Sunday, January 09, 2011

Disgust: Psychologists wrestle with explanations

At First Things, Joe Carter wrote recently "In Defense of Disgust" (Dec 15, 2010), quoting Charles Darwin:
"In Tierra del Fuego a native touched with his fingers some cold preserved meat which I was eating at our bivouac, and plainly showed utter disgust at its softness; whilst I felt utter disgust at my food being touched by a naked savage, though his hands did not appear dirty."

As Darwin discovered, while we may differ about what evokes the response, disgust is one of the few universally shared human emotions. The native was expressing what psychologists call "core disgust." Unlike animals, which instinctively seek out certain foods, humans have to learn what to eat and are justifiably cautious about sampling new foods. Since Darwin’s cold, soft piece of preserved meat had a tactile resemblance to animal feces, the native was understandably disgusted by the thought of eating it. The revulsion was triggered by the idea that "like produces like"; since the preserved meat had many similarities to feces, the native assumed it might be similarly contaminated.

Darwin's unease was also based on a variation of the same core disgust. While his dinner companion worried that an object (the meat) could be contaminated because of its similarity to another object (feces), Darwin feared the contagion could be spread by contact with the native.
Carter discounts Darwin's natural selection as providing an explanation for the obvious reason that children learn disgust - and they learn disgust for whatever they are taught to. For example, whereas typical non-Muslim Canadian children are accustomed to "hero" police dogs, a British force had to apologize for using a puppy mascot due to British Muslim disapproval.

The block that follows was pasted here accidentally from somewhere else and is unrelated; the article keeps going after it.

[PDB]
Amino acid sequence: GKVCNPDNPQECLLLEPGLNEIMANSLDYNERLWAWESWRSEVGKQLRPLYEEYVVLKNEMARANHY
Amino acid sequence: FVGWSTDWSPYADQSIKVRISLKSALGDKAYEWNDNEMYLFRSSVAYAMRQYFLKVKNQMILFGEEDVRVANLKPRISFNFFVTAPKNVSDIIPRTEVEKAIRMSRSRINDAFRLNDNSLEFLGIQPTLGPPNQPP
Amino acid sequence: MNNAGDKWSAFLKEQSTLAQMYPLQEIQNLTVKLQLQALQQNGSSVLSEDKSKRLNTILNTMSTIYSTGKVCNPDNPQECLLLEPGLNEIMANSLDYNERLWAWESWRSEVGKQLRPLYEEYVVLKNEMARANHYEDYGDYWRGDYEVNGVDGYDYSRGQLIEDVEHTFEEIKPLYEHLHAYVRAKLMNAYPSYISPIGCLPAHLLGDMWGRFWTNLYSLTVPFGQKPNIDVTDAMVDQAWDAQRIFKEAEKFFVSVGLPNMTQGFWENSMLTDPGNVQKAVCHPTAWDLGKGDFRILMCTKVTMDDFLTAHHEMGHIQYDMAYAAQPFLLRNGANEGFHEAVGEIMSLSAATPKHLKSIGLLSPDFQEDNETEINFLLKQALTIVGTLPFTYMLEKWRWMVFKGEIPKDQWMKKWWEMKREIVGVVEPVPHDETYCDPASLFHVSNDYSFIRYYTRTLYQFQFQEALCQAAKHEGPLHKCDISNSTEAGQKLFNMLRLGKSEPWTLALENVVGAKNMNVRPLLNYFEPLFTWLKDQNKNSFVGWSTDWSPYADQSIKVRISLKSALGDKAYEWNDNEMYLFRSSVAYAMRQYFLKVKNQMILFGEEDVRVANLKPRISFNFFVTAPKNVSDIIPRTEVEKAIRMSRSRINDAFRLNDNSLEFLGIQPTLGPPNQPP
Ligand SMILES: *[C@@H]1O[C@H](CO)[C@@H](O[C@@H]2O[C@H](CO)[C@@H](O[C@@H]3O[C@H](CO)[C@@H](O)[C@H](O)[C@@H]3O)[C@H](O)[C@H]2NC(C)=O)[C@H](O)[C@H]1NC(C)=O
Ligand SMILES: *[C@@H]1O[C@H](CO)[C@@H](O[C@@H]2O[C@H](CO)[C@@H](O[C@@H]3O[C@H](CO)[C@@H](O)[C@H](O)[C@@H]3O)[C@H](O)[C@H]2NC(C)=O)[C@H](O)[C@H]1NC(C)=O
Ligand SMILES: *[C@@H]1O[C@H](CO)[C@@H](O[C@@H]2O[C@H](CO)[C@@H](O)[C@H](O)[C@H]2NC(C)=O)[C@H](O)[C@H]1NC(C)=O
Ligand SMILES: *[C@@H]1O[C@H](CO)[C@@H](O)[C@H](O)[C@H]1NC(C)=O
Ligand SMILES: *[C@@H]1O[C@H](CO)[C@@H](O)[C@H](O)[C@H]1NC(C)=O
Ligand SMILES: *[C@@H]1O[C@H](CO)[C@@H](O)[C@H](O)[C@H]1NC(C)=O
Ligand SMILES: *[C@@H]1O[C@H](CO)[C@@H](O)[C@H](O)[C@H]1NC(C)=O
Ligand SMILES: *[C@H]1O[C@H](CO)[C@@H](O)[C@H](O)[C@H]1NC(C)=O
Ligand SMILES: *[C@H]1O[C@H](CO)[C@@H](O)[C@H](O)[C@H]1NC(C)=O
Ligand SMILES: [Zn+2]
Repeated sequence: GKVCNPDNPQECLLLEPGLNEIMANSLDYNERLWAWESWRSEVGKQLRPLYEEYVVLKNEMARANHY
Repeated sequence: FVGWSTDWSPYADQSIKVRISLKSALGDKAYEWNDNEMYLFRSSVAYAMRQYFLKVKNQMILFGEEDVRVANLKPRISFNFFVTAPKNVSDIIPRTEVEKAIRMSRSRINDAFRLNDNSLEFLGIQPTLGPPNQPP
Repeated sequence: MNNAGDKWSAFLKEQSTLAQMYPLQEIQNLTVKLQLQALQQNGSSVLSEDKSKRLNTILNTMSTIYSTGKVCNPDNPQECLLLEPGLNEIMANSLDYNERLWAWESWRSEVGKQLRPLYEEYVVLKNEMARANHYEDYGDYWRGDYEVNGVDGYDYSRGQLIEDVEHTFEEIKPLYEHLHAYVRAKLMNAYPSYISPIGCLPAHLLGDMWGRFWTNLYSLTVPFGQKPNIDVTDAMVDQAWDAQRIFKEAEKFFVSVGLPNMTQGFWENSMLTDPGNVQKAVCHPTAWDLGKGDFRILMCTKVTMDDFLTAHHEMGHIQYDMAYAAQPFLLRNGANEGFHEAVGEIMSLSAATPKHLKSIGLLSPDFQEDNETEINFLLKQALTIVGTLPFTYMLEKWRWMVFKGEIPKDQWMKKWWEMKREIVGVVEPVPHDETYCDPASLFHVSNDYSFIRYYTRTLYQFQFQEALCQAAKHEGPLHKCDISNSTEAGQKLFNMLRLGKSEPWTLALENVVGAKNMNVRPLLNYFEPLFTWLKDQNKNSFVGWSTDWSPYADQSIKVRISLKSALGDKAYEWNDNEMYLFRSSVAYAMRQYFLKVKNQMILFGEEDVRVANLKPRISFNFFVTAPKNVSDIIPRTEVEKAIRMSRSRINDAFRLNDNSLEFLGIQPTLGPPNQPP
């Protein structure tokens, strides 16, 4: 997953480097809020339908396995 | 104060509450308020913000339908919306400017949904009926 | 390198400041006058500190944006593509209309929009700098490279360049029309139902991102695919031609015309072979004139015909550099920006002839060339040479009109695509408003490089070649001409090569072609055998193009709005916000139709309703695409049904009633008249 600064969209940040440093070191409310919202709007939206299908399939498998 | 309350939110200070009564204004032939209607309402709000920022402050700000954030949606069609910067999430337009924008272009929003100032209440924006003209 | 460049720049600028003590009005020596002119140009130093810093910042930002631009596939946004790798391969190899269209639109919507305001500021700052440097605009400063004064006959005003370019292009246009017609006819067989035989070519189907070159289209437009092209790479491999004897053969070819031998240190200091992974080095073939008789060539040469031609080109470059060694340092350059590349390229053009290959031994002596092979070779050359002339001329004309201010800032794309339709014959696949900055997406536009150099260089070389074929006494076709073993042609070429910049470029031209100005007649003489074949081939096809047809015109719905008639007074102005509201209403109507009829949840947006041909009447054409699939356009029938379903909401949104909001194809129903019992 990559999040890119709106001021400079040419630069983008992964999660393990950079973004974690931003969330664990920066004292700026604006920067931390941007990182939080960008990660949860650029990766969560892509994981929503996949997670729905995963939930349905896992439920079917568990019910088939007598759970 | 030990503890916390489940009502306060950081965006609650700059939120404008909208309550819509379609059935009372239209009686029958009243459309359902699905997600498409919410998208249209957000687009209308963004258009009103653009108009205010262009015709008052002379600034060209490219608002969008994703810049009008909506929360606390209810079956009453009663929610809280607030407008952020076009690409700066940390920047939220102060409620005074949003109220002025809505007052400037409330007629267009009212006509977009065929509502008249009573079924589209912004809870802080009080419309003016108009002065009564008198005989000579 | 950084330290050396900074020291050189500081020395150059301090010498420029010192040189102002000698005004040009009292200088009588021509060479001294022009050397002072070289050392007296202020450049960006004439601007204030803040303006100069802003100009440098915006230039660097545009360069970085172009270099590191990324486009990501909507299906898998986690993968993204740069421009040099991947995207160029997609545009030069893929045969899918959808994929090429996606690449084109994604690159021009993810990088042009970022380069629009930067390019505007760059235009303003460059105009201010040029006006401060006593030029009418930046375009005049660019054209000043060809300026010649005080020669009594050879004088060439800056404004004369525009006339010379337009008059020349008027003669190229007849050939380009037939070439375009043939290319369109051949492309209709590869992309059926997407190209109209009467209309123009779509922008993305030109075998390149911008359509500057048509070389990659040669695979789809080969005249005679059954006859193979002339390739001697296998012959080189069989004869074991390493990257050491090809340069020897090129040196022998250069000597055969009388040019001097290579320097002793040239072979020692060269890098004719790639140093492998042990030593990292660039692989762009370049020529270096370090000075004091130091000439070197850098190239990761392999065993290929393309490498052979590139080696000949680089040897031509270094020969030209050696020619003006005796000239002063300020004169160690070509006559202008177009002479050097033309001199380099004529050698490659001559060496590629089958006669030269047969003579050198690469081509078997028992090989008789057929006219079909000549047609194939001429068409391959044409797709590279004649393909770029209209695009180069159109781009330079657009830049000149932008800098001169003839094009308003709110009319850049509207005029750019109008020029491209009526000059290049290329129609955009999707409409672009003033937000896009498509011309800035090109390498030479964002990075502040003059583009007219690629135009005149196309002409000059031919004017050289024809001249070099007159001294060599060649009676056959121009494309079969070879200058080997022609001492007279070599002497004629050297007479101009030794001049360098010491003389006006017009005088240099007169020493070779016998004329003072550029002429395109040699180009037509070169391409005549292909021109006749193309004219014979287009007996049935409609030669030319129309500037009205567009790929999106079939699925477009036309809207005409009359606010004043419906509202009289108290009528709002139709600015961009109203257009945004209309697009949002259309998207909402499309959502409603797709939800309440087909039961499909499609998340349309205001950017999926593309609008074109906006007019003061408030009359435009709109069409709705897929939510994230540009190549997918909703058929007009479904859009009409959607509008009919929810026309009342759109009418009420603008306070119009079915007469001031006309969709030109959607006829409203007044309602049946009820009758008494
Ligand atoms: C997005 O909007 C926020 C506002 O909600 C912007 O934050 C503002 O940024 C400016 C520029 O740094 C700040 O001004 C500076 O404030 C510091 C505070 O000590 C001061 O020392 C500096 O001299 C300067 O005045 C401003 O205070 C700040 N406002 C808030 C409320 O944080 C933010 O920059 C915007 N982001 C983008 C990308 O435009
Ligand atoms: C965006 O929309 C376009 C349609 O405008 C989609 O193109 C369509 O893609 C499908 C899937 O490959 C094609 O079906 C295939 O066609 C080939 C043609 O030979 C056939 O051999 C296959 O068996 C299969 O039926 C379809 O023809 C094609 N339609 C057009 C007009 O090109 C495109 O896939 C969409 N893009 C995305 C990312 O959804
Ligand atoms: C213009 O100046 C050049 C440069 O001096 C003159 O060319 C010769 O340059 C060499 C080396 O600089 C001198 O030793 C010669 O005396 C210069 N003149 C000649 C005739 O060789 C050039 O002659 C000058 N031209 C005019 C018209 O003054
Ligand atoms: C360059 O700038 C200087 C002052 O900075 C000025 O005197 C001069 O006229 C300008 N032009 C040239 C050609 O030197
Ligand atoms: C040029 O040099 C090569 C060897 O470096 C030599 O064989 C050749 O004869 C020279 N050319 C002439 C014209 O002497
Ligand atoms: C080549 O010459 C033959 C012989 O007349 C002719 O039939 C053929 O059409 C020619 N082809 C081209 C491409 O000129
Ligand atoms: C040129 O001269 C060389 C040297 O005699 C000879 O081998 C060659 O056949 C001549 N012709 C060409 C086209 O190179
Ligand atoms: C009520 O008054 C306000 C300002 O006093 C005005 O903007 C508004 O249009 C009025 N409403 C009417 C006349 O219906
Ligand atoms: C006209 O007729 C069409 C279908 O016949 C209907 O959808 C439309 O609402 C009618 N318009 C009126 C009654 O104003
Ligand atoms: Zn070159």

Carter notes,
In the seminal psychological research paper "Body, Psyche, and Culture: The Relationship Between Disgust and Morality", Jonathan Haidt and his coauthors note that disgusting events remind us of our animal nature. Because we feel the need to hide these markers of our kinship to lower creatures, we develop humanizing rituals and practices.
Now, that all sounds way off the track to me. First, anyone who has lived with a cat knows that cats are well able to express disgust, and I am sure that many other intelligent animals do the same, though their methods of expressing it might require some interpretation. They reject things that promise unpleasantness without being obviously dangerous. That's disgust.

Second, disgust for human behaviour often involves issues well beyond the reach of animals. Consider how we tend to feel about Saruman, for example, who tries to sell out his multi-intelligent species civilization to gain a foothold of power in an almost unthinkable barbarism. Disgust, yes, but "animal" doesn't come to mind. Going from bad to worse, he ends as a fist-shaped column of smoke somewhere, not as a jellyfish or rodent.


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